Giant power lines run overhead with a flat horizon line, blue sky and cactus in the foreground.
Here we pass under the powerlines that were visible at the horizonline a few photos back, of Kyle walking through a field of giant boulders. 
A desert landscape.  A hillside covered in different species of cactus, bushes and small plants.
Eloquent bones in the desert. The skeletal remains of a Teddybear Cholla are as beautiful in death as in life. 
A close up photo of a bright orange flower with black center.
Brilliant beyond beleif, a Desert Mariposa Lily
a trail going through the desert with blue lupine flowers and saguaro cactus along its sides.
Lupine along the trail, a rare sight in these parts.
a man wearing a white shirt and orange sarong using a metal bowl to scoop sand out of a creekbed
Kyle scooping out a deep spot in the creek-bed from which we can pump drinking water.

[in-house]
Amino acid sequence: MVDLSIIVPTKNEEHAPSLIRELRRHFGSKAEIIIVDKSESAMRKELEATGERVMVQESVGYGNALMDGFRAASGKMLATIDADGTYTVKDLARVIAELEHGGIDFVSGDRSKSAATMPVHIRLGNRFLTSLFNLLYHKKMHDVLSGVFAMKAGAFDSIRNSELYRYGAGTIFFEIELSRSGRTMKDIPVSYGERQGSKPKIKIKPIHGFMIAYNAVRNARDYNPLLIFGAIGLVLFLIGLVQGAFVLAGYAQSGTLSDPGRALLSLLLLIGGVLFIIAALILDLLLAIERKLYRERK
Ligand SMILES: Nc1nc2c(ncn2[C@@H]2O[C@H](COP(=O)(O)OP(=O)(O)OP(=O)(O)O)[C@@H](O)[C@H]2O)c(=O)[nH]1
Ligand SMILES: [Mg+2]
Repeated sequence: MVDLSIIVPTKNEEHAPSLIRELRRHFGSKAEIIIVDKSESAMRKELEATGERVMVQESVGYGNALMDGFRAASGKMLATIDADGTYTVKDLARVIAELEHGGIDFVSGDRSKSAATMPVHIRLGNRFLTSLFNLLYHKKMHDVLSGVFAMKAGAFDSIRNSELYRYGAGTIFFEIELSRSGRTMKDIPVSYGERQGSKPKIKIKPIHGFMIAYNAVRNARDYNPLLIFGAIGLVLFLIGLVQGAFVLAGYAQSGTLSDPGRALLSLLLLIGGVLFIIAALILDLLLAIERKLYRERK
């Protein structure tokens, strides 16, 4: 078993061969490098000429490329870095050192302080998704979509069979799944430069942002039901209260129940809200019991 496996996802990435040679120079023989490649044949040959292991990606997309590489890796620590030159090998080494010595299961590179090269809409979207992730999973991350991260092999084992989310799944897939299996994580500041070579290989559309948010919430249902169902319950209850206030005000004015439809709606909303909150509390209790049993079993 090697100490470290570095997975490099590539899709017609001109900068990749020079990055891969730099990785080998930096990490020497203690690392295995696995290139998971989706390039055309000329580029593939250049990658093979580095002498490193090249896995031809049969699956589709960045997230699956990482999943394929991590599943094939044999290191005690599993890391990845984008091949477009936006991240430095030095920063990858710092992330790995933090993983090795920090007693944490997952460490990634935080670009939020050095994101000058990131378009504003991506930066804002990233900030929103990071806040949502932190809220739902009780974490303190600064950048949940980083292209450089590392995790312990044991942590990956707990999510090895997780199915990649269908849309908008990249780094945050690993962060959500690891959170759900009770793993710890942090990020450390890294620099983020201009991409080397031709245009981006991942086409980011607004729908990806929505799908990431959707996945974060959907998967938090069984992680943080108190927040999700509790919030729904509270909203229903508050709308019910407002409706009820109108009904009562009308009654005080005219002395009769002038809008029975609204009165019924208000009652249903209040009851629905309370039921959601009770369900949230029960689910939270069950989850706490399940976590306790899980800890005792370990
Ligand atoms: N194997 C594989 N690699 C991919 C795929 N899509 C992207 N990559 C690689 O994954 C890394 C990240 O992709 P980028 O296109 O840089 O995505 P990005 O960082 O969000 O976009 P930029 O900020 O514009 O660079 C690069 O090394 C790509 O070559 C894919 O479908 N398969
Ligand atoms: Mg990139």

A man peeks out of a green and black tent in a sandy arroyo
A sagy tent, pitched in a sandy arroyo. 

We loved (and still do love) our GoLite tent.  Though it is no longer our backpacking tent, 20 years later, with a newly replaced zipper and fresh coat of silicone sealant, it still makes for a great car-camping tent.

a river bottom landscape with red dirt, mesquites and saguaro cactus.
I dont remember much from walking up this arroyo, other than the fact that it felt like we walked up it FOREVER. Miles and miles of sandy riverbottom is grueling. 
Two old tires hang on dead tree branches in the desert
Human remnants are jarring. 
A river bottom landscape with green cottonwoods, willows and mountains.
Our first glimpse into Aravaipa creek. A true paradise on this earth. 

This is our first glimpse into the flowing waters of Aravaipa Canyon. From here we descend into a canyon that would reconstruct our ideas about geology and life in the desert.  Check out Grand Enchantment Trail Part Two to follow us through the canyon, and out the other side.